Trying to save the earth? Interested in the environment?“Welcome to the Encyclopedia of Earth, a new electronic reference about the Earth, its natural environments, and their interaction with society. The Encyclopedia is a free, fully searchable collection of articles written by scholars, professionals, educators, and experts who collaborate and review each other’s work. The articles are written in non-technical language and will be useful to students, educators, scholars, professionals, as well as to the general public.” These words are from the web site http://www.eoearth.org/. It is a very good resource for the student and layperson alike. A keeper. Who’s responsible for it? The National Council for Science and the Environment with editorial support from the Department of Geography and Environment and the Center for Energy and Environmental Studies at Boston University.
On another note, if you want to know the lay of the land, Lincoln Land in particular, visit http://www.dot.state.il.us/maps/generalmaps1.html. Put out by the Illinois Dept. of Transportation, these are PDF maps of Illinois. Although Google Maps will give you directions and streets, these maps, rather, show the features of regions in Illinois according to Township, County, and City, with only the main thoroughfares plotted. Not all cities in Illinois are on the list.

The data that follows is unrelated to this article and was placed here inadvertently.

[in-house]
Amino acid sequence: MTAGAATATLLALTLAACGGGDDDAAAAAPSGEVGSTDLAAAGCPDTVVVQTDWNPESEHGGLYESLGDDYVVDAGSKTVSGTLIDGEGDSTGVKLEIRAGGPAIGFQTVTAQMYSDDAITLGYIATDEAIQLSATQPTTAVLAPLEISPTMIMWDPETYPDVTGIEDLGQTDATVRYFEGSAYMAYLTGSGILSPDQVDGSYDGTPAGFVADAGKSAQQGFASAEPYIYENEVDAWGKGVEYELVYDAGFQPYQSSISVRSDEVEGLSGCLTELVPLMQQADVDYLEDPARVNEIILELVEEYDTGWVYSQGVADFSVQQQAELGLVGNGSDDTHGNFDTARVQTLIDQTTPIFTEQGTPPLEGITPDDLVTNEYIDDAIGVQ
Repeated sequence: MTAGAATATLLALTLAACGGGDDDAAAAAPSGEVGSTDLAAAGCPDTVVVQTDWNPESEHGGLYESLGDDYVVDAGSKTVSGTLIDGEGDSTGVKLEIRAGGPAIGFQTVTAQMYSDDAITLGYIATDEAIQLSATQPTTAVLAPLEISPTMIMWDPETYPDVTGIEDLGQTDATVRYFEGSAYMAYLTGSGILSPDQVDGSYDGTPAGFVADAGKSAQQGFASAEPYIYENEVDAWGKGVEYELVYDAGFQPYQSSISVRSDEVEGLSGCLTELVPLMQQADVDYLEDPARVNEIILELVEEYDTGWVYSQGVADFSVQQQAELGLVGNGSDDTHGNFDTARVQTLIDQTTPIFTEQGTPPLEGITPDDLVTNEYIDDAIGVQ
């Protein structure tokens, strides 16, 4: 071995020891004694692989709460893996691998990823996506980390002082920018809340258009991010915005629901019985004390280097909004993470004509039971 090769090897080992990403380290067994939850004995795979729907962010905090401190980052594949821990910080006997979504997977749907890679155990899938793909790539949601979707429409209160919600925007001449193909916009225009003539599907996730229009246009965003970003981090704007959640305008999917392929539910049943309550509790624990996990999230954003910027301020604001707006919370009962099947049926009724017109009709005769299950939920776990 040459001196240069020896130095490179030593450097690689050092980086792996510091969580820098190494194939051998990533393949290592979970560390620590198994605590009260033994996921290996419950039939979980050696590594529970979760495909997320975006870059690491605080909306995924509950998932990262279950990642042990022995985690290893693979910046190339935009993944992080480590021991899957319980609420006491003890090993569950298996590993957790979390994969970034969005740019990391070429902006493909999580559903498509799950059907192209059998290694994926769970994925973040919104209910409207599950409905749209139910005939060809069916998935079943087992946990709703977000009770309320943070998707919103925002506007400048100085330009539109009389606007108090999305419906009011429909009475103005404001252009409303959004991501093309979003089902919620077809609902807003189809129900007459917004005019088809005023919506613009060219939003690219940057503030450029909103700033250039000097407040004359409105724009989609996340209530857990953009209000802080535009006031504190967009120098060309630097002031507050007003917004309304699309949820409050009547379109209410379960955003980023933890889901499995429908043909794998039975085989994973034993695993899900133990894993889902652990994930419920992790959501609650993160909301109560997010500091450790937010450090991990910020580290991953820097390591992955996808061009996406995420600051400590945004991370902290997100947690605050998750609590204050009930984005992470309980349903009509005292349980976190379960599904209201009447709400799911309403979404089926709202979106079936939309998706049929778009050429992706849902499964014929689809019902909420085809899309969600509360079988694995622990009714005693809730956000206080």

And finally, try to learn something new by visiting www.monkeysee.com. You will have to get through a lot of ads to get to your video, but as a neophyte, you will be treated to step-by-step instructions or information on various topics from handling corn snakes to putting on mineral make-up to advanced pole dancing.
The publication Who represents me in Cook County? is located in the file drawer near the second computer at the Information/Reference. It is published by the League of Women Voters of Cook County and is located in a file folder, at the back of the tabbed folders, entitled Government Officials. The location in the PAC is Information Desk.
The Columbia Granger’s Index to Poetry, familiarly called Granger’s, is an important resource to finding poems in anthologies. Our copy is the 2002 Granger’s (REF PN1022.H39). For the convenience of library patrons, the librarians have checked the list of books (anthologies) in the front of Granger’s and written in the call numbers of those anthologies that MVCC owns.